Besides the five measures mentioned above, in view of the impact of the riots and the epidemic on food truck operation, a series of helping measures implemented by the Government have also benefitted operators of food trucks, including waiving all license fees and first vehicle examination fees for food trucks; providing a one-off subsidy of $80,000 to all operators; offering 75 per cent rental concession at government venues; and facilitating rental reduction for venues at the two theme parks respectively.
     Apart from the policy support of the Government, we observe in our previous evaluation that the business performance of food trucks actually also hinges upon the business strategy of operators, for example, the food choices, food types, services and pricing and whether they can meet the preference and spending power of the patrons. Therefore, the business performance of the 15 food trucks varied since their commencement of business. Up till now, three of them had suspended business. Twelve food trucks remain and among which five maintain relatively regular operation.
     The Government has all along been pragmatic and supportive to food trucks and has been offering its support as far as possible. Though the Scheme encountered difficulties when it was first launched, and was affected by the riots in 2019 and the epidemic afterwards, the Government has been providing continuous support and assistance. Hence, the Government has extended the Scheme twice, until February 2, 2022. We are reviewing the data and the effectiveness of the Scheme to determine its way forward from the perspective of its sustainability, scalability and contribution to tourism, etc.
(2) Hong Kong has been practising a low and simple tax regime. The Government's policy is to strategically utilise our tax measures to enhance Hong Kong's competitiveness and to promote the development of our industries and economic diversification. The Government will consider the development needs of the local economy and industries, fiscal implications, and international tax standards, etc. in formulating tax measures.
     In terms of support for small and medium enterprises (SMEs), the Government has been committed to helping enterprises resolve financing problems, and providing funding for enterprises to explore business opportunities. In April 2020, we launched the Special 100% Guarantee Product under the SME Financing Guarantee Scheme to provide low-interest loans for enterprises affected by the epidemic, with over $62 billion of loans approved so far.
     We have also strengthened financial support for SMEs, including increasing the funding ceiling and expanding the funding scope of the SME Export Marketing Fund and the Dedicated Fund on Branding, Upgrading and Domestic Sales by four times and 12 times respectively to allow SMEs to utilise Government funding to engage in market promotion and business expansion in the Mainland and overseas. Over 14 000 enterprises have received more than $2.3 billion funding in the past four years.
(3) In the past four years, the Government has been making efforts to promote Hong Kong's innovation and technology (I&T) development along various areas. The Government has so far committed more than $110 billion to further enhance Hong Kong's I&T ecosystem, of which encouraging investment and supporting technology start-ups have formed an integral part, with more than $10 billion being devoted through the Innovation and Technology Fund (ITF) and other schemes. It is also announced in this year's Budget that the Government would inject $9.5 billion in total to the ITF two years in a row.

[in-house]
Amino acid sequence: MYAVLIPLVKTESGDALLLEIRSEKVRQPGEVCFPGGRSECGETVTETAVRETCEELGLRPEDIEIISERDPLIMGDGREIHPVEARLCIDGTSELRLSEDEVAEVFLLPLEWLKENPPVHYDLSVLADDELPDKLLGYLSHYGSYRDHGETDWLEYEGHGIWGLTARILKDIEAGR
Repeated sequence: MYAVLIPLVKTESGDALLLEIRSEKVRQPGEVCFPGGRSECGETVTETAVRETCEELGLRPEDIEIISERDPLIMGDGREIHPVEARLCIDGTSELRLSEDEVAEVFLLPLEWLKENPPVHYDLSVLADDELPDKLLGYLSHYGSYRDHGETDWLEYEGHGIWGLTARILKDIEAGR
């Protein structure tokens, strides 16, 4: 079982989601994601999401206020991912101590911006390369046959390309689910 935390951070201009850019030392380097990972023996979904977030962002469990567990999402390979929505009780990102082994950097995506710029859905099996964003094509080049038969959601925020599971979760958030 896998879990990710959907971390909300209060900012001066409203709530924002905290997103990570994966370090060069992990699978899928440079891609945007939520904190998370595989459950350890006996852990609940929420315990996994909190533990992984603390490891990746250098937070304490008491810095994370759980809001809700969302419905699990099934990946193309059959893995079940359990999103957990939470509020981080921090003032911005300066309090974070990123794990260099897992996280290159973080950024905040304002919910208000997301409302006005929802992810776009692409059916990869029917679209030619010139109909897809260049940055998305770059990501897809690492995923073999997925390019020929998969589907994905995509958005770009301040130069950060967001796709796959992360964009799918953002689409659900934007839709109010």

With the smooth rolling out of various I&T policies, all these efforts have brought significant enhancements to the local I&T ecosystem. For example, the number of local startups increased from more than 1 000 in 2014 to more than 3 300 in 2020, with their number of employees increasing from more than 2 000 to more than 12 000. Investment from venture capital funds in Hong Kong also increased drastically from $1.2 billion in 2014 to about $10 billion in 2020. We are happy to see that there are currently 11 unicorns in Hong Kong. In fact, Hong Kong enjoys tremendous strength in scientific research. Many start-ups have successfully commercialised their research and development outcomes while a few unicorns also benefitted from Hong Kong's I&T infrastructure, policy measures and funding schemes, etc. 
     The Government will continue to support the industry, academia and research institutes through different schemes under the ITF, covering upstream, midstream, downstream research and to help technology start-ups attract private investment. For example, the ITVF (the Innovation and Technology Venture Fund) under the ITF encourages venture capital funds to invest in local I&T start-ups and currently has nine co-investment partners. Since its inception in 2017 up to June this year, the ITVF has invested around $120 million in 20 local I&T start-ups.
     Furthermore, the tenants (and incubatees) of the Hong Kong Science and Technology Parks Corporation (HKSTPC) and Cyberport attracted more than $40 billion of investment from 2018-19 to 2020-21 to further support technology start-ups. The HKSTPC will also pump up its Corporate Venture Fund to $600 million, and Cyberport will pump up a similar fund (the Cyberport Macro Fund) to $400 million. The scopes of the two funds will be expanded to cover Series B and later stage investments.
     Thank you, President.
Ends/Wednesday, July 14, 2021
Issued at HKT 17:25